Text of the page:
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In 1926, Willem de Kooning left his native Netherlands and stowed away on a freighter bound for the United States. He wound up in New York, where he initially earned his living painting houses and copying old masters for a decorating firm. De Kooning (1904–97) is now widely considered one of the most important and revolutionary artists of the 20th century.
New York’s Museum of Modern Art (MoMA) is presenting the first major museum retrospective devoted to the full scope of de Kooning’s career. This is an enormous show, filling the entire sixth floor of MoMA, and a visitor could be forgiven for thinking that this is overkill. How could any artist's lifework withstand the scrutiny of nearly 200 works? It does, however, with less repetition than is often the case in such a huge retrospective, owing to the less than straightforward development of de Kooning as an artist.
Willem de Kooning was born in the Netherlands in 1904. He was apprenticed at a young age to a commercial art firm and there, and at night school, he learned an extremely meticulous representational drawing technique, as well as how to mix paints and use techniques employed by professional decorators. After his arrival in the USA, he was initially drawn to the flat patterns in the paintings of Matisse and Giorgio de Chirico, whose work he saw on exhibition in New York.
In the mid-1930s he practised a Cubist-derived modernism inspired by his friends and acquaintances, the painters Stuart Davis, John Graham and Arshile Gorky, and through them by Picasso and Joan Miro. During the Great Depression of the 1930s, like many of these same American contemporaries, he was involved in government-sponsored Works Project Administration mural projects.
The exhibition carefully traces all these developments, from the Ingres-like pencil drawings of figures that de Kooning produced early in his career through to examples of his early abstract paintings.
De Kooning's first acclaimed solo show was in 1948, the same year that Jackson Pollock exhibited his first 'drip' paintings. De Kooning's abstract compositions, many painted in black and white, established him as one of the Abstract Expressionists, a group of artists who shared a similarity of outlook rather than of style. Their paintings were characterized by spontaneity of style and a spirit of revolt against tradition. Just a few of the artists considered Abstract Expressionists along with de Kooning are Clyfford Still, Mark Rothko, Jackson Pollock, Robert Motherwell and Arshile Gorky.
What is made clear through the very detailed chronology in the exhibition's catalogue is that all the artists now considered part of the Abstract Expressionist movement of the mid-century knew each other. They were friends or acquaintances and they drank together, visited each others’ studios, fell out, made up; it was both a social and a professional circle. The younger artists also benefited from the friendships of European artists and writers, particularly the Surrealists, who took refuge in New York before and during the Second World War.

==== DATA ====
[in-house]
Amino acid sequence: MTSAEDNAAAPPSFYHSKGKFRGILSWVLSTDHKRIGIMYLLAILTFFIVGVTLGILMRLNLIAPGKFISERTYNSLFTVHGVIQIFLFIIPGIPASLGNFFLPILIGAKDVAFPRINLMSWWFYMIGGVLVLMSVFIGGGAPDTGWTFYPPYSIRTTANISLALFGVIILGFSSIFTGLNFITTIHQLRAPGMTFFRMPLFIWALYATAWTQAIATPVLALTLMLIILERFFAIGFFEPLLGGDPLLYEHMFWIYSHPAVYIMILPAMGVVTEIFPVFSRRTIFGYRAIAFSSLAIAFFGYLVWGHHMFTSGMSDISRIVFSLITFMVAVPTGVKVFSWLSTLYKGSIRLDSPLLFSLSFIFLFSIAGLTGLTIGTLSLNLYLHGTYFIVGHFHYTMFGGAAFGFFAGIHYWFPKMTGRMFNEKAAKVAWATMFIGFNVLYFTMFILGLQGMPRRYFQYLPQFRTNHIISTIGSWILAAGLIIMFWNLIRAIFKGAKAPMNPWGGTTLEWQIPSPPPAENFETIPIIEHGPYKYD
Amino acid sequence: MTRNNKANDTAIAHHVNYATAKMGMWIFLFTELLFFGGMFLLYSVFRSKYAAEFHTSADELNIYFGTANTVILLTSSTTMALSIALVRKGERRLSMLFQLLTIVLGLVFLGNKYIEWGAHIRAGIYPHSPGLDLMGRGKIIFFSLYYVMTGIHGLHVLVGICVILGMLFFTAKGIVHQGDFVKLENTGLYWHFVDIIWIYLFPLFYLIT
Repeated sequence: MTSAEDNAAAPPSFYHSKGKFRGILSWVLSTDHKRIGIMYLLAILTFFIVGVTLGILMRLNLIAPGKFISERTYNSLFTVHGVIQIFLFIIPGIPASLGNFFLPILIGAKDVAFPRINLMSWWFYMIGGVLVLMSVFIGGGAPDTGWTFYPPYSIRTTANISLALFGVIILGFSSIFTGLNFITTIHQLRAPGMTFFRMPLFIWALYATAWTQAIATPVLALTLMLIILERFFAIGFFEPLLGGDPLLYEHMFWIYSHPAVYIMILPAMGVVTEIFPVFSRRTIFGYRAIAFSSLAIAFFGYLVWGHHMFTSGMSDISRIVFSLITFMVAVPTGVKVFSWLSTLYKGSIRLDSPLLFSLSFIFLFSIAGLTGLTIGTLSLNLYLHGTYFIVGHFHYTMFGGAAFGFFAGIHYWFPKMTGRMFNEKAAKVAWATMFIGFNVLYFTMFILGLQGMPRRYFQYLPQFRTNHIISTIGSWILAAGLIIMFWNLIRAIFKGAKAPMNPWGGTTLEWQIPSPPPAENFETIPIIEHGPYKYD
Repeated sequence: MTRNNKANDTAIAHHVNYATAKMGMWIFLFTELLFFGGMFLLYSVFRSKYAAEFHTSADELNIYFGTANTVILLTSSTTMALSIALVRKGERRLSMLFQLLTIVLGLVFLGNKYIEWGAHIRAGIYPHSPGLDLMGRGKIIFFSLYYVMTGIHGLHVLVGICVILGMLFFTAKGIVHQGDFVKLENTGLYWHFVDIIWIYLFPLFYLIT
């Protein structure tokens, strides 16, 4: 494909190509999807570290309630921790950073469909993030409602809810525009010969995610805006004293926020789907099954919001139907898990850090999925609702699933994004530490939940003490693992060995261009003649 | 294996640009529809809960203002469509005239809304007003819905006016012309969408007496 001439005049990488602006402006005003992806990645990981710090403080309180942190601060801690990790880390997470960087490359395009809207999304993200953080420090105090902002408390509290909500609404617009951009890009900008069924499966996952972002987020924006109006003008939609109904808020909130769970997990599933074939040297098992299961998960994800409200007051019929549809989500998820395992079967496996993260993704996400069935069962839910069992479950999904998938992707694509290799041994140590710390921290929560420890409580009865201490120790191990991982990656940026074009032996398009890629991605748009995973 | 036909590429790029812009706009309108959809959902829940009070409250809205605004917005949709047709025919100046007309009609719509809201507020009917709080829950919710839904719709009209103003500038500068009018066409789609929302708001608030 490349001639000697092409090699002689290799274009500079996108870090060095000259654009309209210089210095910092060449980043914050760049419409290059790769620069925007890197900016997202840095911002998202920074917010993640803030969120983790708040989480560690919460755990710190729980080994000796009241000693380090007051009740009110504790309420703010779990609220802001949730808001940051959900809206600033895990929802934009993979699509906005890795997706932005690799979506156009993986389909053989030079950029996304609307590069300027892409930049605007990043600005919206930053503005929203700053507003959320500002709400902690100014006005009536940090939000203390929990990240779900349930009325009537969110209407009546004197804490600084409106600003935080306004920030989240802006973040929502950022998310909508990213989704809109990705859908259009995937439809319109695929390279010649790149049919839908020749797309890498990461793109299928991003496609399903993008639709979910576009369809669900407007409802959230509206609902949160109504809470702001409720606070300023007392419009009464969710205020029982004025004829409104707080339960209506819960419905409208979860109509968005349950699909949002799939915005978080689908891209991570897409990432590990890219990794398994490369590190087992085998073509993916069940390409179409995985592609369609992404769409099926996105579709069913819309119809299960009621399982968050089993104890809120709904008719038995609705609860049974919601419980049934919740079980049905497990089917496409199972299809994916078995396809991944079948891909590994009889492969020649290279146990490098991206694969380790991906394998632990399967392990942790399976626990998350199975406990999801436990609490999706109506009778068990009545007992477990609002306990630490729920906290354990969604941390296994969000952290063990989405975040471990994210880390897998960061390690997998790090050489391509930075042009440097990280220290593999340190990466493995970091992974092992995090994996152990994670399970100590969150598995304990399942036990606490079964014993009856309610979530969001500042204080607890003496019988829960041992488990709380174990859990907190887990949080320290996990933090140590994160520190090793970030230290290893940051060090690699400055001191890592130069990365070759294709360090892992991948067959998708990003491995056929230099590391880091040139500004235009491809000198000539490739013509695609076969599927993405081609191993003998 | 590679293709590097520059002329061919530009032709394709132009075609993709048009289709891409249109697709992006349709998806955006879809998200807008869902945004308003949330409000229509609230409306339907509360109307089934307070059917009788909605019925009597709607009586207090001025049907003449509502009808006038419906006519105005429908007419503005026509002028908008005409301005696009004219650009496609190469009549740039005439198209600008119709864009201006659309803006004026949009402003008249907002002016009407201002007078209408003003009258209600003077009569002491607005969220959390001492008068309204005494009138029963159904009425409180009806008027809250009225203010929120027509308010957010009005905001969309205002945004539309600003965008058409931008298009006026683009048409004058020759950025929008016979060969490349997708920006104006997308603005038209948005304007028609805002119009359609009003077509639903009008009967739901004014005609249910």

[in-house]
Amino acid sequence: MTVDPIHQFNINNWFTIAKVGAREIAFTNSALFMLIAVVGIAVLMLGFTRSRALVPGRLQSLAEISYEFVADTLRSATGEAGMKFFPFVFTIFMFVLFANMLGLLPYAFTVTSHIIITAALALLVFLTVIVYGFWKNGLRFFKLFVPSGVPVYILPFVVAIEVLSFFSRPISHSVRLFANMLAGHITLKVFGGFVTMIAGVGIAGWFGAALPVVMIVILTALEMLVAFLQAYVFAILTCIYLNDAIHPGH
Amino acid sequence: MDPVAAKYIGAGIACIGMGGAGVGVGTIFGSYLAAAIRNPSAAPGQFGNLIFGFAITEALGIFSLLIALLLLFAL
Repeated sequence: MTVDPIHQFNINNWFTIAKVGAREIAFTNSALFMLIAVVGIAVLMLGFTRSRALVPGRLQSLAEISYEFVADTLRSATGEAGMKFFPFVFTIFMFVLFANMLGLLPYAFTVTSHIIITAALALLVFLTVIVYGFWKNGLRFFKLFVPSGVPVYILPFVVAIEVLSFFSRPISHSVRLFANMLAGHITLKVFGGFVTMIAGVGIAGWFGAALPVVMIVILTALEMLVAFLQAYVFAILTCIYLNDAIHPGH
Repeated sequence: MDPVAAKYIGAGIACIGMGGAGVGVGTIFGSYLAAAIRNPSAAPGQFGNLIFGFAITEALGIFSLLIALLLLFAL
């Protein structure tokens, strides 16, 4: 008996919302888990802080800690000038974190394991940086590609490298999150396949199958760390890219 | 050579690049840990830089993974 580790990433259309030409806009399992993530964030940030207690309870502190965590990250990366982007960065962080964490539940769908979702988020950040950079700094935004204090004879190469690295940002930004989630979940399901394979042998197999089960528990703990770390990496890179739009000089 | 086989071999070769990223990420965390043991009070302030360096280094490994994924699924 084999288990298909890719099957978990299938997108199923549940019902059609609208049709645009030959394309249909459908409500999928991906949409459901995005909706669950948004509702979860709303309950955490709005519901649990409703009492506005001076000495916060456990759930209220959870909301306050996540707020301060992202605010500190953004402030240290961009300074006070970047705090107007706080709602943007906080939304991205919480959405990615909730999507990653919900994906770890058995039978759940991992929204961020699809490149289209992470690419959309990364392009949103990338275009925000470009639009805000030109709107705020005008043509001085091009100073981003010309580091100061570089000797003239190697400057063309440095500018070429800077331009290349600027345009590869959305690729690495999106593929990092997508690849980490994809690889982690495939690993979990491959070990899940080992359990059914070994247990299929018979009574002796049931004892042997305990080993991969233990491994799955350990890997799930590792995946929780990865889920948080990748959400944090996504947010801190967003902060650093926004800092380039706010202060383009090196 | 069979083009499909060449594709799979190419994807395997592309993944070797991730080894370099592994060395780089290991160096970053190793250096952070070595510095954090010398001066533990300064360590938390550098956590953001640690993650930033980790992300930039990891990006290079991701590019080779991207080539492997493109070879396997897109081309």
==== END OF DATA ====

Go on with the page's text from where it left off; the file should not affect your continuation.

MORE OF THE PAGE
‘Spontaneity of style’ can, however be a misleading phrase, and among the best chapters in the exhibition catalogue are eight short, pithy 'Methods and Materials' essays that each look closely at one painting. For instance, we learn that Queen of Hearts (mid-1940s), a painting that looks briskly produced, almost 'tossed off', reveals the evidence of de Kooning's rigorous training. The background relies on the artist's experience in sign painting. Its glossy surface has been achieved by much scraping and reworking, then rubbing down with pumice or fine grit sandpaper, then coating with a layer of natural resin. Nonetheless, with the figure of the woman de Kooning ignored conventional technique, and this too is carefully described.
De Kooning's figures of massive, grinning women cemented his reputation with an exhibition in 1953, which to this day draw criticisms of misogyny. A friend of mine pooh-poohed that when she saw them for the first time. She said, 'They look like sopranos on stage, just getting ready to launch into an aria from Wagner's Ring Cycle'. You can see them as threatening, or as exuberant and full of vigour.
De Kooning was closely scrutinized by the most influential critics of the day: Clement Greenberg and Harold Rosenberg (who coined the term Action Painting, probably with de Kooning in mind). John Elderfield, the curator of the exhibition and the catalogue's main essayist, brings up these two critics frequently in his introductory essay, arguing that de Kooning's particular conception of pictorial space distinguishes him from the other Abstract Expressionists.
The 'Woman' paintings from the early 1950s are certainly the high point of the show, but tde Kooning continued painting for nearly 40 years and the exhibition carefully follows his work until his health declined and as his paintings become more like sparse drawings in colour.
This is a fascinating exhibition for anyone who is at all interested in 20th-century painting. It may be a big show, but it's not intimidating. The catalogue's chronology and short introductory essays to all the periods of the artist's work are very readable, while the essays by Elderfield would be appreciated by serious students of the period.
The catalogue de Kooning: A Retrospective by John Elderfield et al. is published by the Museum of Modern Art, New York, 2011. 504 pp., 528 colour, 130 mono illus, $55.00 paperback, $75.00 hardback. Available through ARTBOOK/DAP in the United States and Canada. ISBN 978-0-87070-798-8 (pbk) 978-0-87070-797-1 (hbk)
Media credit: © 2011 The Willem de Kooning Foundation / Artists Rights Society (ARS), New York